A recent letter (SW Olesen et al. NEJM 2019; 380: 1872-3) showed the frequency of filling antibiotic prescriptions in the U.S. from 2011-2014 using the Truven Health MarketScan Research Databases (62 million enrollees).
“The probability of filling an antibiotic prescription at an outpatient pharmacy was 33% … over 1 year, 47% …over 2 years, 55% …over 3 years, and 62%…over 4 years.”
My take: One-third of the population is filling an antibiotic prescription each year. That is way too much –antibiotic stewardship program personnel should have a lot of job security.
A recent NYT story: Why Your Doctor’s White Coat Can Be a Threat to Your Health
A recent study of patients at 10 academic hospitals in the United States found that just over half care about what their doctors wear, most of them preferring the traditional white coat…
What many might not realize, though, is that health care workers’ attire — including that seemingly “clean” white coat that many prefer — can harbor dangerous bacteria and pathogens.
A systematic review of studies found that white coats are frequently contaminated with strains of harmful and sometimes drug-resistant bacteria associated with hospital-acquired infections. As many as 16 percent of white coats tested positive for MRSA, and up to 42 percent for the bacterial class Gram-negative rods…
The review also found that stethoscopes, phones and tablets can be contaminated with harmful bacteria. One study of orthopedic surgeons showed a 45 percent match between the species of bacteria found on their ties and in the wounds of patients they had treated. Nurses’ uniforms have also been found to be contaminated.
My take: Your white coat should probably be washed as often as you wash your underwear (if you decide to wear it).
A recent case report (A Wehrman et al. J Pediatr 2019; 207: 244-7) described steroid free treatment of autoimmune hepatitis (AIH) in 8 patients.
This retrospective review of all patients with AIH at CHOP between 2009-2014 compared patients who had AIH treated with (n=12) and without steroids (aka azathioprine monotherapy). Near normalization of ALT was defined as less than 2 x ULN.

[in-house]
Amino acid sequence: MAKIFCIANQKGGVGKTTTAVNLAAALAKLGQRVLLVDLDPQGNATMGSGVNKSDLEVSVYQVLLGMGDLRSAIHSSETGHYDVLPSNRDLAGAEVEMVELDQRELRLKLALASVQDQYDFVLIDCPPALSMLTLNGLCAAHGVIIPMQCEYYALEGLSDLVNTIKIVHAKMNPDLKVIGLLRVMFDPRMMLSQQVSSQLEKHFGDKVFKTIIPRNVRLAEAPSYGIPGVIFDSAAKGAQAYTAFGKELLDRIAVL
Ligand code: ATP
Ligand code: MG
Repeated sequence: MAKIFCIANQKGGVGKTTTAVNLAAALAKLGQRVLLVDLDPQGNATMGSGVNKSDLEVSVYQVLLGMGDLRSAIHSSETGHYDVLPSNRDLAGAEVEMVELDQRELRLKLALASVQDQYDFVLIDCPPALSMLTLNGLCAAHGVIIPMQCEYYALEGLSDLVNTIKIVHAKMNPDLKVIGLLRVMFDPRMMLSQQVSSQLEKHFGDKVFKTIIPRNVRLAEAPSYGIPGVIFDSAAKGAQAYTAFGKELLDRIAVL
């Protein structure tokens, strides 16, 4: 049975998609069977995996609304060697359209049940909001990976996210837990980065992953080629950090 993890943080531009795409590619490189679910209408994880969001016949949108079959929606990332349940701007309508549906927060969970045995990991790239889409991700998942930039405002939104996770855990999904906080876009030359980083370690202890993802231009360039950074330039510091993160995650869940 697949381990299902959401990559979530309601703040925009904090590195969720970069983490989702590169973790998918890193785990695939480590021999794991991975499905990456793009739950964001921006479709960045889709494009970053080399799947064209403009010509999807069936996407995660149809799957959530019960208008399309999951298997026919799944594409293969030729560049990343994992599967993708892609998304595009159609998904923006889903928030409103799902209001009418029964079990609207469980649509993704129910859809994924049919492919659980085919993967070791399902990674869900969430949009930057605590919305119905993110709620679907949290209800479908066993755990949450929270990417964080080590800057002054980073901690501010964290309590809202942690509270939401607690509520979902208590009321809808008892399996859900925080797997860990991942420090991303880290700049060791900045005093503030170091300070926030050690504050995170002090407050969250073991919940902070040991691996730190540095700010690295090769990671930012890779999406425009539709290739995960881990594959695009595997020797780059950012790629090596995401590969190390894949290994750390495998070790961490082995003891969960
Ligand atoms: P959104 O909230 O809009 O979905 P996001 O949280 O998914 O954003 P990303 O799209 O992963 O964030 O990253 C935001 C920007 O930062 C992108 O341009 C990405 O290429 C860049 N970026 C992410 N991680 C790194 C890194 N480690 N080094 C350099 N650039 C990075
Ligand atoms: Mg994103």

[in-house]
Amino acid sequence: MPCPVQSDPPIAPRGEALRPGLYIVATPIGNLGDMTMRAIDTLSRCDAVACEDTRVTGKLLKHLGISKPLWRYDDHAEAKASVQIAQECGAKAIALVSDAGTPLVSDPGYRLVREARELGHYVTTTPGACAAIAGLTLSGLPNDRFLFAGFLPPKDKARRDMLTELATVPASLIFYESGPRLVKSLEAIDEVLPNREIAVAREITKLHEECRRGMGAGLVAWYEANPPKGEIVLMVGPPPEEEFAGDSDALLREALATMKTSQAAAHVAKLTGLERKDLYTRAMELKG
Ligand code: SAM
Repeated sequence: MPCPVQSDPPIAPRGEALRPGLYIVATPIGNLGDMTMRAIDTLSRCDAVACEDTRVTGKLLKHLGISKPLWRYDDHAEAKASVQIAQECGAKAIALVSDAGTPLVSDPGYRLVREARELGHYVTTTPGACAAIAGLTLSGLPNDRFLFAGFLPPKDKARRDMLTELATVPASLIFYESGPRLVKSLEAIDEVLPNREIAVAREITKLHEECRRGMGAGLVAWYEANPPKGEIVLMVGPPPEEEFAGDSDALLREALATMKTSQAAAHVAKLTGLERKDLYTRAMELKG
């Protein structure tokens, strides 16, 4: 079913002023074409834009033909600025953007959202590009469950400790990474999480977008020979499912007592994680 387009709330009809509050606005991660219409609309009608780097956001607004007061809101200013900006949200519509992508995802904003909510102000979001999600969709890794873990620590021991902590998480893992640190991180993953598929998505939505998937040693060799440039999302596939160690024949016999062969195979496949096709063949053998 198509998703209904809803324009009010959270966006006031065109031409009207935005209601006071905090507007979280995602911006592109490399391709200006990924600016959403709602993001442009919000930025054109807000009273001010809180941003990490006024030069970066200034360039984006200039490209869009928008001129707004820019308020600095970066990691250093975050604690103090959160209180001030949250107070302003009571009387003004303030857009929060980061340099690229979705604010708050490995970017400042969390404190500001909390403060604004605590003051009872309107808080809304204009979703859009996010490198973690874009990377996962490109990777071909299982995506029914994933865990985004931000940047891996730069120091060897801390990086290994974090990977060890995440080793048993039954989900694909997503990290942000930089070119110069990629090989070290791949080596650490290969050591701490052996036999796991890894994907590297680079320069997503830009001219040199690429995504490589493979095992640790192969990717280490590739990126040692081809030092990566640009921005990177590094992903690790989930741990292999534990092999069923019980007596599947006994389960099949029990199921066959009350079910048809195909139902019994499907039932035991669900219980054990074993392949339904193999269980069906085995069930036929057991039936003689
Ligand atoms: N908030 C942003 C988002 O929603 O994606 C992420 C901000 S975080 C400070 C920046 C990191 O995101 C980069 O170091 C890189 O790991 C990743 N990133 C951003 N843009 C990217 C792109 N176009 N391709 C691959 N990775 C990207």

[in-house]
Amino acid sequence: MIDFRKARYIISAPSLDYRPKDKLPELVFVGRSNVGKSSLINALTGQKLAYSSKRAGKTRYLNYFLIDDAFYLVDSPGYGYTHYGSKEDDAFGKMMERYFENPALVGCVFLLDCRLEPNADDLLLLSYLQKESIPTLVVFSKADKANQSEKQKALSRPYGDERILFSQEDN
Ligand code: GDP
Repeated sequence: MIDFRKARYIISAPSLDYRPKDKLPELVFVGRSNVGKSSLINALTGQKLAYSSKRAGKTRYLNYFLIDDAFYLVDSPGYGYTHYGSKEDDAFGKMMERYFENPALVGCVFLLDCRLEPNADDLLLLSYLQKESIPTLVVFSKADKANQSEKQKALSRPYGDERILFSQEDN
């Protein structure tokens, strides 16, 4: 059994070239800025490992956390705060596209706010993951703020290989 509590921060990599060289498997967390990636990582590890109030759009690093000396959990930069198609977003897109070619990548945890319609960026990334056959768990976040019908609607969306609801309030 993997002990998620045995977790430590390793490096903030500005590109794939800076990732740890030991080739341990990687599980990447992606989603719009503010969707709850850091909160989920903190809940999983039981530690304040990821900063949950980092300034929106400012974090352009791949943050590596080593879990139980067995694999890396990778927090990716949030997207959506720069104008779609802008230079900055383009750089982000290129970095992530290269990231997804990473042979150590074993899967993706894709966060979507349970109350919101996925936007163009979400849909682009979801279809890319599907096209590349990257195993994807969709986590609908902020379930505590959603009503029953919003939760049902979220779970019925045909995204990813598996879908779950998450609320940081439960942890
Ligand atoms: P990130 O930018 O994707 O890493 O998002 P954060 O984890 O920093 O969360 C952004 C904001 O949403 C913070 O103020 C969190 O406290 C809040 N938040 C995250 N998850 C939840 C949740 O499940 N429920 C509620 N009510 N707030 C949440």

- All children in the steroid group had normalization of liver enzymes by 12 months of therapy compared with only 2 of 8 in the steroid-free group. Though, near normalization of ALT occurred at a median of 5.5 months in the steroid free group (compared with 1.8 months in the steroid group).
- Adverse effects were evident in 75% of the steroid group compared with 11% of the steroid-free group
The authors conclude that “liver enzymes may take longer to normalize without steroids, but this difference was not statistically significant in our small cohort, nor did it lead to any adverse outcomes.”
My take: Standard therapy for AIH is prednisone for induction with subsequent azathioprine. This study shows that in patients unwilling to take steroids or with intolerance that azathioprine monotherapy may be an effective alternative though liver enzymes are likely to take much longer to improve.
Related blog posts:
A recent prospective study (A Carrocio et al. Gastroenterol 2019; 17: 682-90) with 78 patients who were diagnosed with “nonceliac gluten or wheat sensitivity” (NCGWS) by double-blind challenge had duodenal and rectal biopsies collected and analyzed. More commonly NCGWS is referred to as NCGS.
- Duodenal tissues from patients with NCGWS had hihger numbers of eosinophils than non-NCGWS controls as did rectal mucosa. Other elevated markers included epithelial CD3+ T cells, and lamina proppria CD45+ cells.
- Rectal mean eosinophil infiltrations was more than 2.5-fold the upper limit of normal and it was almost 2-fold increased in the duodenum.
- Sensitivity and specificity of rectal eosionphilia, defined by >9 eos in the lamina propria) was 94% and 70% respectively.
My take: This study is intriguing but needs more confirmation. Overall, it appears that the frequency of NCGS is very low.
Related blog posts:
Synagogue of Santa María la Blanca. Toledo Spain
A recent retrospective study (J Robson et al. Clin Gastroenterol Hepatol 2019; 17: 107-14) utilized a pathology database encompassing the vast majority of Utah pediatric cases to determine the incidence and prevalence of eosinophilic esophagitis (EoE) from 2011 to 2016.
The authors determined cases of EoE by looking for symptomatic children with isolated esophageal eosinophilia (more that 14 eos/hpf) in the absence of other comorbid conditions.
- 1060 children met the criteria for a new diagnosis of EoE
- Average annual incidence of EoE was 24 per 100,000 children; this is nearly double the previously reported rate 12.8 per 100,000 from Hamilton County, Ohio in 2003.
- Prevalence of EoE was 118 per 100,000 children
The authors speculate on several factors that produced this increased incidence rate –all related to EoE risk factors:
- Predominant non-Hispanic White population
- High rates of atopy
- Increased capture rate of their database
- Also, the authors did NOT exclude PPI-responsive esophageal eosinophilia (which is a subtype of EoE and not a different disease
The authors note that “there is reason to believe that this [high incidence rate] is a conservative estimate:”